Can the Supreme Court be free of politics? Do we want it to be? Normative constitutional theory has long concerned itself with the legitimate scope and limits of judicial review. Too often, theorists seek to resolve that issue by eliminating politics from constitutional decisionmaking. In contrast, Terri Peretti argues for an openly political role for the Supreme Court.
Peretti asserts that politically motivated constitutional decisionmaking is not only inevitable, it is legitimate and desirable as well. When Supreme Court justices decide in accordance with their ideological values, or consider the likely political reaction to the Court's decisions, a number of benefits result. The Court's performance of political representation and consensus-building functions is enhanced, and the effectiveness of political checks on the Court is increased. Thus, political motive in constitutional decision making does not lead to judicial tyranny, as many claim, but goes far to prevent it. Using pluralist theory, Peretti further argues that a political Court possesses instrumental value in American democracy. As one of many diverse and redundant political institutions, the Court enhances both system stability and the quality of policymaking, particularly regarding the breadth of interests represented.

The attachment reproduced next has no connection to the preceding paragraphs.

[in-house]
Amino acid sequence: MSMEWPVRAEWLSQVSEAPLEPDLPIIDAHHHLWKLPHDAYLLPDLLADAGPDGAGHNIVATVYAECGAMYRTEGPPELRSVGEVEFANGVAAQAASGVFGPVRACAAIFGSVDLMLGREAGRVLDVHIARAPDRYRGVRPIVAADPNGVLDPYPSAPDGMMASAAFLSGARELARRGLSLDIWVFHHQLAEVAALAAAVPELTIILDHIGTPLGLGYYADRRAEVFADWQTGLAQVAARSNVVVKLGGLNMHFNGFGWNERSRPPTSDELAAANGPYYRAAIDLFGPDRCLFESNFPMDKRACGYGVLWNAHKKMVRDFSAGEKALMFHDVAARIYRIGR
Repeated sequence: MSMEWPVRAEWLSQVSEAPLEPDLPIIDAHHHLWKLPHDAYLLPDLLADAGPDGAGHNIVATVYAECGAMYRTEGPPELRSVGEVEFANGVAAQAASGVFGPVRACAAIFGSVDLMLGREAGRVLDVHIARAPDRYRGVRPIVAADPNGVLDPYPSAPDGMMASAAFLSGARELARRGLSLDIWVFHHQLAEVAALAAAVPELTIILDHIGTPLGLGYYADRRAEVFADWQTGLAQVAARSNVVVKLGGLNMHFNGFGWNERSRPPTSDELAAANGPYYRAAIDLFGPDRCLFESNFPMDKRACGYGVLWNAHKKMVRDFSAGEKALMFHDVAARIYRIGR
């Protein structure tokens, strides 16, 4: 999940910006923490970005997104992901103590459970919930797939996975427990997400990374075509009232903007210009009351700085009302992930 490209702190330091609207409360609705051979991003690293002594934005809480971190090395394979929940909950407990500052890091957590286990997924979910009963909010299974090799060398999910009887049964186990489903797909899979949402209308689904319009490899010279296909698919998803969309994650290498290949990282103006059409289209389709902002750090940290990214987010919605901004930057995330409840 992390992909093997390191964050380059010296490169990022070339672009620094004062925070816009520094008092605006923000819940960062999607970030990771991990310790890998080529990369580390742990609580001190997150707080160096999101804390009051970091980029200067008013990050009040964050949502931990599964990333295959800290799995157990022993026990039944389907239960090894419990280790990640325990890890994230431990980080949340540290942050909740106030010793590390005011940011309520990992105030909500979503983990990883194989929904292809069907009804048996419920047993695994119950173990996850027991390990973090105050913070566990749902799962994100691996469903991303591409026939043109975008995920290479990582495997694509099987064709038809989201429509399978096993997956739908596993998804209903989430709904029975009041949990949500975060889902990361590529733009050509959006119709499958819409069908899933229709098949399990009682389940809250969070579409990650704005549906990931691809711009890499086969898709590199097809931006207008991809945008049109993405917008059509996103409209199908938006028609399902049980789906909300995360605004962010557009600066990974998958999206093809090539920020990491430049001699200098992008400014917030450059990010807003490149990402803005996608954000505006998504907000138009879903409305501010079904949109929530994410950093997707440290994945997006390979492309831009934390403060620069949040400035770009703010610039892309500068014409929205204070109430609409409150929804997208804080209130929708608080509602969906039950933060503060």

"A lively and original work. . . . I found the book thought provoking, and . . . I recommend it highly."--Thomas M. Keck, The Law and Politics Book Review
Table of Contents:
PART 1. The Failure of Contemporary Constitutional Theory 9
1. Conventional Constitutional Theory: The Neutralist Approach 11
2. Constitutional Indeterminacy and Judicial Subjectivity: Critical Legal Studies 36
3. The Skeptics and the Idea of Provisional Review 55
PART II. In Defense of a Political Court 75
4. The Virtues of Political Motive in Constitutional Decisionmaking: Political Representation 80
5. The Virtues of Political Motive in Constitutional Decisionmaking: A Constrained and Consensus-Seeking Court 133
6. A Political Court and the "Crisis of Legitimacy" 161
7. Democratic Theory Revisited 189
8. Whither the Court and Constitution? 226
Table of Cases 359